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How Possibly To Do Good Games Journalism, Maybe – Part 4: On publicising our relations

Well, that was a big old delay there.  I think I was busy, or something. Goodness knows – but more than a week has passed, and my daily ramblings about games journalism haven’t been updated once. I fail. Big lesson of journalism: be able to churn out excellent copy in three seconds, half asleep.

Let’s put this shit right.

Today I read a piece at Negative Gamer called ‘Videogame Journalism Doesn’t And Can’t Exist.’

I found it rather mundane in its insistance on arguing semantics. Wardrox’s main point is that his own definition of journalism – which is investigative by nature – cannot be applied to writing about videogames, assuming the current relationship between press and PR remains the same.  As a central argument, I don’t like it because it doesn’t seem to serve a purpose.  Who cares how you define journalism? Surely the big question is how we get better at doing whatever you want to call thing thing.

But if we follow his argument through… well, he’s kinda right.

It probably makes sense to affix a big, sidetracking preface here, on the off chance that someone reads this who has no idea of the actual inner workings of the videogame press and – quite reasonably – believes the constant rumours of corruption and suchlike.  So here, in as much detail as I can be bothered, is the general goings-on of reviewing a computer game.

Your publication might be on a regular review code mailing list, or you might have to get in touch with the publisher’s PR firm to request a copy of a given title.  Either way, assuming the PR company is happy to provide you with evaluation code, you’ll usually receive the game, in a box marked ‘Promotional copy. Not for resale’ and without any accompanying literature except maybe a press release and an NDA if you’ve had to sign one, between a week and a month before the game’s release date.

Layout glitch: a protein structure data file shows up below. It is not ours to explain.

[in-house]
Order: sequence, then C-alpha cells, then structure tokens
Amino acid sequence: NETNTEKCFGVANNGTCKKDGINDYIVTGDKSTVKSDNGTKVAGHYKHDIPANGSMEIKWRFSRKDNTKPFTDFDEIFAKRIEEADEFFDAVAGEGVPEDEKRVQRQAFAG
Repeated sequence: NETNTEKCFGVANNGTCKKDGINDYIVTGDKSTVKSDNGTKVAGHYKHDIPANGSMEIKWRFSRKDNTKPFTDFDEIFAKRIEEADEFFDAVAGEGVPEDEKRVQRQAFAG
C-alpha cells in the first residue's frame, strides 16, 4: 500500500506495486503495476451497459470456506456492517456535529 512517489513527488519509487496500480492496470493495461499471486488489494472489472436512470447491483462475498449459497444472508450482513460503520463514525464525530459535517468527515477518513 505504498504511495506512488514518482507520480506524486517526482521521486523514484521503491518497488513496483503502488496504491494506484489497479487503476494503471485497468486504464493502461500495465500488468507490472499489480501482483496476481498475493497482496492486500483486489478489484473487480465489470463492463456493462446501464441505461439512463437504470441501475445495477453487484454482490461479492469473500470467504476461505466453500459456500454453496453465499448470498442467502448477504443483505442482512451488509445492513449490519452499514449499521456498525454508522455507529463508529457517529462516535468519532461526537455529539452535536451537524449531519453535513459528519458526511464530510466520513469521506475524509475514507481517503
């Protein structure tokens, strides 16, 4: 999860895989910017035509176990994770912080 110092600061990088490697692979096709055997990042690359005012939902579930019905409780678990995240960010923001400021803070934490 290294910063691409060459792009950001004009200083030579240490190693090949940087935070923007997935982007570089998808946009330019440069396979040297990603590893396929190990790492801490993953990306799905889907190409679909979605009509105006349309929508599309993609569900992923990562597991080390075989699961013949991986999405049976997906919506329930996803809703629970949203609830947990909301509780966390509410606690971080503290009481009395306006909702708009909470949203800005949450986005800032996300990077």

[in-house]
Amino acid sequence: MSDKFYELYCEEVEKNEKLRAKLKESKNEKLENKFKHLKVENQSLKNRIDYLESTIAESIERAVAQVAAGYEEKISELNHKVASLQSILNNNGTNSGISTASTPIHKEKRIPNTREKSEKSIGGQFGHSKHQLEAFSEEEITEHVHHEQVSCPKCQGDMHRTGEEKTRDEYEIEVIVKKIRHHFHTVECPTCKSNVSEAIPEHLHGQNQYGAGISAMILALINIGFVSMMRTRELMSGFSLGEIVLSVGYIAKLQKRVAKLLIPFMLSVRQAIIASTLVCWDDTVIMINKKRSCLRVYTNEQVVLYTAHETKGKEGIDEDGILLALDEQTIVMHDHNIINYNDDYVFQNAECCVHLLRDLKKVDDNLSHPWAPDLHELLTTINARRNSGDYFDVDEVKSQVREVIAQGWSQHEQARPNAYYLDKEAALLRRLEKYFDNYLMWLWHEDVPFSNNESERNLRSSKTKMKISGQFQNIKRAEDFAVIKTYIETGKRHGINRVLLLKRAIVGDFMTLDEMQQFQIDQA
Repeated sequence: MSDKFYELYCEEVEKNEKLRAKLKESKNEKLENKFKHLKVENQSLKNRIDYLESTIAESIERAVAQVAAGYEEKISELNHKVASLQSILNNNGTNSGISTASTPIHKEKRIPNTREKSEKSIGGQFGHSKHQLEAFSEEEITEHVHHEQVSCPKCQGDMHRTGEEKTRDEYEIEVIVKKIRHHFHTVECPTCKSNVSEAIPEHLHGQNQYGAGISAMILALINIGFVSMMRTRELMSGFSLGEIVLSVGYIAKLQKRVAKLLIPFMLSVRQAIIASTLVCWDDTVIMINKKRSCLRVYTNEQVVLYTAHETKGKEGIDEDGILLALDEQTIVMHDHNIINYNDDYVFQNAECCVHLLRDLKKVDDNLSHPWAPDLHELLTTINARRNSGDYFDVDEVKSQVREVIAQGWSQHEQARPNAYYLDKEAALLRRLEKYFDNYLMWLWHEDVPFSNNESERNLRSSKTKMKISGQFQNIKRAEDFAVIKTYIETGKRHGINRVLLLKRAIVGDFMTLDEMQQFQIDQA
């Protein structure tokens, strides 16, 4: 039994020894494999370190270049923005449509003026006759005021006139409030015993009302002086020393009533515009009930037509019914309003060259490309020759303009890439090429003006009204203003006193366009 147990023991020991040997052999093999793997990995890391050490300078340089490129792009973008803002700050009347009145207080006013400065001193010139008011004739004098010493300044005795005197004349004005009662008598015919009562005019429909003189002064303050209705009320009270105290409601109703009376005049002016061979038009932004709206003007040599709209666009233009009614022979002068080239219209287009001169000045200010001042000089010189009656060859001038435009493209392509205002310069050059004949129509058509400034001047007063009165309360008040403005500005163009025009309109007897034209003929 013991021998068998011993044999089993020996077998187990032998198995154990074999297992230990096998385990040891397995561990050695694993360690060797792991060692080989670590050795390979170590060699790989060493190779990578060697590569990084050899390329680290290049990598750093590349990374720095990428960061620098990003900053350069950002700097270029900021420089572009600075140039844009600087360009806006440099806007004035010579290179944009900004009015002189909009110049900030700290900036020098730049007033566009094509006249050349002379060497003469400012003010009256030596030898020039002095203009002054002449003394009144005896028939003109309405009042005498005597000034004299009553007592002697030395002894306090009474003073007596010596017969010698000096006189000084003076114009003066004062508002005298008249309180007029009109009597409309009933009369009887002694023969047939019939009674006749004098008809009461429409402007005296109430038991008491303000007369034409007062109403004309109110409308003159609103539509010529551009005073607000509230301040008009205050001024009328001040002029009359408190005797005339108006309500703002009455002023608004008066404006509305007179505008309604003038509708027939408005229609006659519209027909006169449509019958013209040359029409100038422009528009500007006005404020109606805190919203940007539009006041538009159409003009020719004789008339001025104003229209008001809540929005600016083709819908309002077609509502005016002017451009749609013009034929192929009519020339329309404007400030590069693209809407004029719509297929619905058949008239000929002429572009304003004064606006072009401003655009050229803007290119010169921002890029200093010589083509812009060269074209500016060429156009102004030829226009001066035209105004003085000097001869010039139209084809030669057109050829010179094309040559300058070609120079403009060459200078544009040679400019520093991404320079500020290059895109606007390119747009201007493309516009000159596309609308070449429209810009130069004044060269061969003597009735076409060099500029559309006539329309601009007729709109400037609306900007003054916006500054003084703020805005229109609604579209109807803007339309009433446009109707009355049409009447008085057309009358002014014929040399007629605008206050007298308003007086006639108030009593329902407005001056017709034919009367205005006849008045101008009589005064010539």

(Or, in the case of some PC games, a download code and user/password.  It doesn’t matter.  The specifics aren’t important.)

You’ll have agreed to an embargo.  That is to say, you’ve made a non-contractual agreement with the publisher that, if they’re going to provide you with the game, you promise not to talk about that game in your publication until a given date.  Often, this is just before, or sometimes on, the release date.  If you’re a lucky publication that’s been selected for the exclusive review, your embargo will be a while earlier than everyone else’s.

And then you review the game.

And that’s all there is to it.

The exclusive might have arrived via a few different routes.  Maybe the game got lower-rate advertising for a given period.  Maybe the publication agreed to running the review as a cover story.  The idea is that both parties benefit – the game and magazine both get additional publicity.  But most publications will have a policy in place that ensures such a deal won’t compromise their own editorial integrity.  In Eurogamer’s case, for example, I know the editorial staff do not have any access to information about advertising deals, payments, whatever.  They just write the review and post it when they’ve been told they’re allowed to.  On the three occasions we’ve run an exclusive review at Resolution, all that’s happened is we’ve asked for it, and have been told ‘yes’ – usually off the back of a positive hands-on preview.  One time, we were asked by a PR rep if they could have early access to the text.  We said no.  They said fair enough.

Sometimes, something a bit dodgy might be proposed.  Maybe sometimes, the mags go for it.  I wouldn’t know.  I’ve not been in this game long enough to have that experience.  It’s certainly never happened to me or anyone I know.  Unless people are lying, in which case I hate them all.

Cleared up?

Awesome.

So.

We were talking about being PR’s bitch.